Over the past year, President Buhari and his administration have remained resolute in the face of mounting local and international criticism of the country’s restrictive monetary policy. Last year, visits from U.S. Secretary of Commerce Penny Pritzker and IMF Managing Director Christine Lagarde, amongst other high-level international officials, appeared to do little to convince the government to budge on its strategy. Many analysts were surprised when Central Bank Governor Godwin Emefiele announced that it is now time to restore the flexible inter-bank exchange rate market, and with it, the market’s automatic adjustment mechanism. In an op-ed in the Wall Street Journal last week, Buhari explained his position reversal in support of the Bank’s move to introduce flexibility as a “down payment on the Nigerian people’s ability to succeed.”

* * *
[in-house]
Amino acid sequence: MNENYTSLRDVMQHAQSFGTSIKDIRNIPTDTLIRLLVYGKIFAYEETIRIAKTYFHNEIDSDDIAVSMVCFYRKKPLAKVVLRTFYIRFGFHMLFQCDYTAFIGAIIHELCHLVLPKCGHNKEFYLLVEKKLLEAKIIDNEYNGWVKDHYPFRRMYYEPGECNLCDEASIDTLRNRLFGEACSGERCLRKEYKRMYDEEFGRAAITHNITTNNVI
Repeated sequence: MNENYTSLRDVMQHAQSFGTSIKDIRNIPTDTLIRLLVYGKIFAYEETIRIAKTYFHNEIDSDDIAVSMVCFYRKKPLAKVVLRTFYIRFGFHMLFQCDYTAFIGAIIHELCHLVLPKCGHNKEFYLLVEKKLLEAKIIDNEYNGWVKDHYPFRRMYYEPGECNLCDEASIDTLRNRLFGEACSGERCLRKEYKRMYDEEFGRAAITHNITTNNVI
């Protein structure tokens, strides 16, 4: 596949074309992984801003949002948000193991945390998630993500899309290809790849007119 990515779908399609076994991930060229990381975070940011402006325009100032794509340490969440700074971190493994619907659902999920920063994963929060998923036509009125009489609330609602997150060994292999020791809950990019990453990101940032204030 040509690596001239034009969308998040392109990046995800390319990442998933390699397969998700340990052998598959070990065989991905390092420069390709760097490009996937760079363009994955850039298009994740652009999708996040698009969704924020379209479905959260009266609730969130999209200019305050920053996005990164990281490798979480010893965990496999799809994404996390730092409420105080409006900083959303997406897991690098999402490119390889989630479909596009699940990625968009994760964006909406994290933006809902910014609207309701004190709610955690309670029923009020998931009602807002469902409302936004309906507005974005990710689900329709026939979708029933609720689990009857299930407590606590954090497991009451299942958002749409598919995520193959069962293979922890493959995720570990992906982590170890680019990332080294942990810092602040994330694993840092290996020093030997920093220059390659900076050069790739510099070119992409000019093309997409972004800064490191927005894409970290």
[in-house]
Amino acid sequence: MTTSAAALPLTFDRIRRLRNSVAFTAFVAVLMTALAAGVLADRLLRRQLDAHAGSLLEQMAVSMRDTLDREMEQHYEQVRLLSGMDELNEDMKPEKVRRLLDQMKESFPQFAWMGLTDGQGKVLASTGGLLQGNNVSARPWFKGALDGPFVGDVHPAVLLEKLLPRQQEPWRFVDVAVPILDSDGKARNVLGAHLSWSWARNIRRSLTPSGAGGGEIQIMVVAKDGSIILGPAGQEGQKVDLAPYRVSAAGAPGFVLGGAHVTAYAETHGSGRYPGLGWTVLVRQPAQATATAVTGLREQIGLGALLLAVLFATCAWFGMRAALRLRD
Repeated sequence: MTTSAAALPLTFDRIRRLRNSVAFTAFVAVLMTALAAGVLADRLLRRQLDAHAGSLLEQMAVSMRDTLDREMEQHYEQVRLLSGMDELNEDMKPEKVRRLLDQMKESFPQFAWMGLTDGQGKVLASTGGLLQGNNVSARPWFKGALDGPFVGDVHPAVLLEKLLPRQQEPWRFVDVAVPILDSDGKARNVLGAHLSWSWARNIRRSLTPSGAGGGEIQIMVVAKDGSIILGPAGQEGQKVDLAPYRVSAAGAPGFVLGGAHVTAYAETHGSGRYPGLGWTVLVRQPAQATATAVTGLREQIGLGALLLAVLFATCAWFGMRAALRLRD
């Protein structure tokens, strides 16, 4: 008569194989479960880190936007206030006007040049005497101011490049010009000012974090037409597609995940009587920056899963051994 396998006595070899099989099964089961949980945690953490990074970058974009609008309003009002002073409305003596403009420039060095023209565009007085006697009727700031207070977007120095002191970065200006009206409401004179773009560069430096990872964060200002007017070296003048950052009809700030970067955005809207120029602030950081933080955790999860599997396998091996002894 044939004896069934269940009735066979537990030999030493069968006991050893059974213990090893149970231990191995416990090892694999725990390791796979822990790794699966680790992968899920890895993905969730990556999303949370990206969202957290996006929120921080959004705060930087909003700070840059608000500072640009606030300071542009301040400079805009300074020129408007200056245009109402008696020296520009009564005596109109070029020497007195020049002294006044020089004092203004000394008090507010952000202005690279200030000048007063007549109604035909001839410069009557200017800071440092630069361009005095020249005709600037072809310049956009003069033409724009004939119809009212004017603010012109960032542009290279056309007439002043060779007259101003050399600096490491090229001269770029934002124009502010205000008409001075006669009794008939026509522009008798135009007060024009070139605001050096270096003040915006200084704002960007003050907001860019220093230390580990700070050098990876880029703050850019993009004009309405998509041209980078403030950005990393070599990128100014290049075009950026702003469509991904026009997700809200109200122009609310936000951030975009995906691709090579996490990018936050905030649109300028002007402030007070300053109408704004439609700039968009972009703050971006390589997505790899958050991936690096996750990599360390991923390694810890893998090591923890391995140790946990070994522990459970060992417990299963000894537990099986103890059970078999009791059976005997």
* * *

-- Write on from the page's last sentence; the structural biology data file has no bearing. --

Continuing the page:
While Emefiele suggested that the CBN’s tight controls had yielded their intended results by ridding the foreign exchange market of “speculators and rent-seekers” and boosting domestic production, analysts argue that the policy change is more likely a realization that the current system was unsustainable. In order to maintain its peg of the naira, the country was forced to use its scarce foreign reserves, which have fallen to $26.7 billion from $42.8 billion in January 2014. In addition, the naira peg created a tiered foreign exchange system with a parallel (black) market in which currency buyers could take advantage of the discrepancy between the naira’s official and black market exchange rates. In this environment, uncertainty around Nigeria’s foreign exchange policy and its implications for business impeded investment. Several multinationals including United Airlines and Iberia, have stopped operations in Nigeria, partly because currency controls prevented the companies from repatriating revenue from Nigeria, while others delayed investment. The country’s monetary restrictions were also blamed by many for causing undue hardship to Nigerians by making critical imports like fuel and food even more expensive. For the first time in over a decade, Nigeria’s economy contracted in the first quarter of 2016, and analysts expect it to do so again this quarter. Many Nigeria experts hope this abrupt change in policy will help prevent a looming recession and restore investor confidence.